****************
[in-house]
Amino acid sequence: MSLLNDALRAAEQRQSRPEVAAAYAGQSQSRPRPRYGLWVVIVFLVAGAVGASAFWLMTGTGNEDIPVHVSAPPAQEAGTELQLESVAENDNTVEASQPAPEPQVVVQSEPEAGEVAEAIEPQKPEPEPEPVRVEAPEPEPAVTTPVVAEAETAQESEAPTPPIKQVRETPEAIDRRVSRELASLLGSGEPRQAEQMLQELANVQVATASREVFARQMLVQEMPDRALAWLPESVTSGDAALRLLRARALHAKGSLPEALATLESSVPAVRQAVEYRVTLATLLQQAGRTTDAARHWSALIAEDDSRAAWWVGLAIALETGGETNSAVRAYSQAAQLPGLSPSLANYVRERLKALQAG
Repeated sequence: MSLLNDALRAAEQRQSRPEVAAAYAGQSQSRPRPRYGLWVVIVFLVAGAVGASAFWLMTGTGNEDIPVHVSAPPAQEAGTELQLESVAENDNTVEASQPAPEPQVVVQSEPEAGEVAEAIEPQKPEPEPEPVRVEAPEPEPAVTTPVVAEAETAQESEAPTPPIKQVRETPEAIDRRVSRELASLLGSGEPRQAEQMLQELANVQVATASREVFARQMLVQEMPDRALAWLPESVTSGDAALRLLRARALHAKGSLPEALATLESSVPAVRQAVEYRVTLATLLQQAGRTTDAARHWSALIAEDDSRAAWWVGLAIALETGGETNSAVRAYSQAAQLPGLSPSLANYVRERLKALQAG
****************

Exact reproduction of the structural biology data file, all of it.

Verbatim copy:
[in-house]
Amino acid sequence: MSLLNDALRAAEQRQSRPEVAAAYAGQSQSRPRPRYGLWVVIVFLVAGAVGASAFWLMTGTGNEDIPVHVSAPPAQEAGTELQLESVAENDNTVEASQPAPEPQVVVQSEPEAGEVAEAIEPQKPEPEPEPVRVEAPEPEPAVTTPVVAEAETAQESEAPTPPIKQVRETPEAIDRRVSRELASLLGSGEPRQAEQMLQELANVQVATASREVFARQMLVQEMPDRALAWLPESVTSGDAALRLLRARALHAKGSLPEALATLESSVPAVRQAVEYRVTLATLLQQAGRTTDAARHWSALIAEDDSRAAWWVGLAIALETGGETNSAVRAYSQAAQLPGLSPSLANYVRERLKALQAG
Repeated sequence: MSLLNDALRAAEQRQSRPEVAAAYAGQSQSRPRPRYGLWVVIVFLVAGAVGASAFWLMTGTGNEDIPVHVSAPPAQEAGTELQLESVAENDNTVEASQPAPEPQVVVQSEPEAGEVAEAIEPQKPEPEPEPVRVEAPEPEPAVTTPVVAEAETAQESEAPTPPIKQVRETPEAIDRRVSRELASLLGSGEPRQAEQMLQELANVQVATASREVFARQMLVQEMPDRALAWLPESVTSGDAALRLLRARALHAKGSLPEALATLESSVPAVRQAVEYRVTLATLLQQAGRTTDAARHWSALIAEDDSRAAWWVGLAIALETGGETNSAVRAYSQAAQLPGLSPSLANYVRERLKALQAG